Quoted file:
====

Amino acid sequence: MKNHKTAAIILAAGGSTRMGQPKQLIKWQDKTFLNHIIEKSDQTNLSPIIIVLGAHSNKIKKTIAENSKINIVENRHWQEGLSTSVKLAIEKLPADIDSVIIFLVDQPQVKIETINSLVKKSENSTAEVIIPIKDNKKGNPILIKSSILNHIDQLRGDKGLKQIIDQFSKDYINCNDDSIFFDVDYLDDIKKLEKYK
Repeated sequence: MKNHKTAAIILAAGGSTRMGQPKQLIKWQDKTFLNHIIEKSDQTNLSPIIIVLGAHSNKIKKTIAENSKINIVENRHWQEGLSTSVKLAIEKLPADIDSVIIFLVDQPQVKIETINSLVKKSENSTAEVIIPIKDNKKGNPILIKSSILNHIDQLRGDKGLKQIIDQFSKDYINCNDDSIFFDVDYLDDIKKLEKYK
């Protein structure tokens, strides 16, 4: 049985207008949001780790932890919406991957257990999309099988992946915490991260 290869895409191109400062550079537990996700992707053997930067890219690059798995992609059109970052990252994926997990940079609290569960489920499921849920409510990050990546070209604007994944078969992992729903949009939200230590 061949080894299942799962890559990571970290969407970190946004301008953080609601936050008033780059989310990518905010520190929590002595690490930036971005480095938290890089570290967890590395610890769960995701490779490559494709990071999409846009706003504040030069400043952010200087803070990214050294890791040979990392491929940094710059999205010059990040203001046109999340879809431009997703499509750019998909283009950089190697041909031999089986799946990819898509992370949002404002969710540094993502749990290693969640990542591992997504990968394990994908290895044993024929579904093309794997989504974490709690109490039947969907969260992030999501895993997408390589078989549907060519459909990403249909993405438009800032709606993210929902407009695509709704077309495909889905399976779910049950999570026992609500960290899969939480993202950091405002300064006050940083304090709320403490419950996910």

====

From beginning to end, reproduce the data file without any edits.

Amino acid sequence: MKNHKTAAIILAAGGSTRMGQPKQLIKWQDKTFLNHIIEKSDQTNLSPIIIVLGAHSNKIKKTIAENSKINIVENRHWQEGLSTSVKLAIEKLPADIDSVIIFLVDQPQVKIETINSLVKKSENSTAEVIIPIKDNKKGNPILIKSSILNHIDQLRGDKGLKQIIDQFSKDYINCNDDSIFFDVDYLDDIKKLEKYK
Repeated sequence: MKNHKTAAIILAAGGSTRMGQPKQLIKWQDKTFLNHIIEKSDQTNLSPIIIVLGAHSNKIKKTIAENSKINIVENRHWQEGLSTSVKLAIEKLPADIDSVIIFLVDQPQVKIETINSLVKKSENSTAEVIIPIKDNKKGNPILIKSSILNHIDQLRGDKGLKQIIDQFSKDYINCNDDSIFFDVDYLDDIKKLEKYK
């Protein structure tokens, strides 16, 4: 049985207008949001780790932890919406991957257990999309099988992946915490991260 290869895409191109400062550079537990996700992707053997930067890219690059798995992609059109970052990252994926997990940079609290569960489920499921849920409510990050990546070209604007994944078969992992729903949009939200230590 061949080894299942799962890559990571970290969407970190946004301008953080609601936050008033780059989310990518905010520190929590002595690490930036971005480095938290890089570290967890590395610890769960995701490779490559494709990071999409846009706003504040030069400043952010200087803070990214050294890791040979990392491929940094710059999205010059990040203001046109999340879809431009997703499509750019998909283009950089190697041909031999089986799946990819898509992370949002404002969710540094993502749990290693969640990542591992997504990968394990994908290895044993024929579904093309794997989504974490709690109490039947969907969260992030999501895993997408390589078989549907060519459909990403249909993405438009800032709606993210929902407009695509709704077309495909889905399976779910049950999570026992609500960290899969939480993202950091405002300064006050940083304090709320403490419950996910």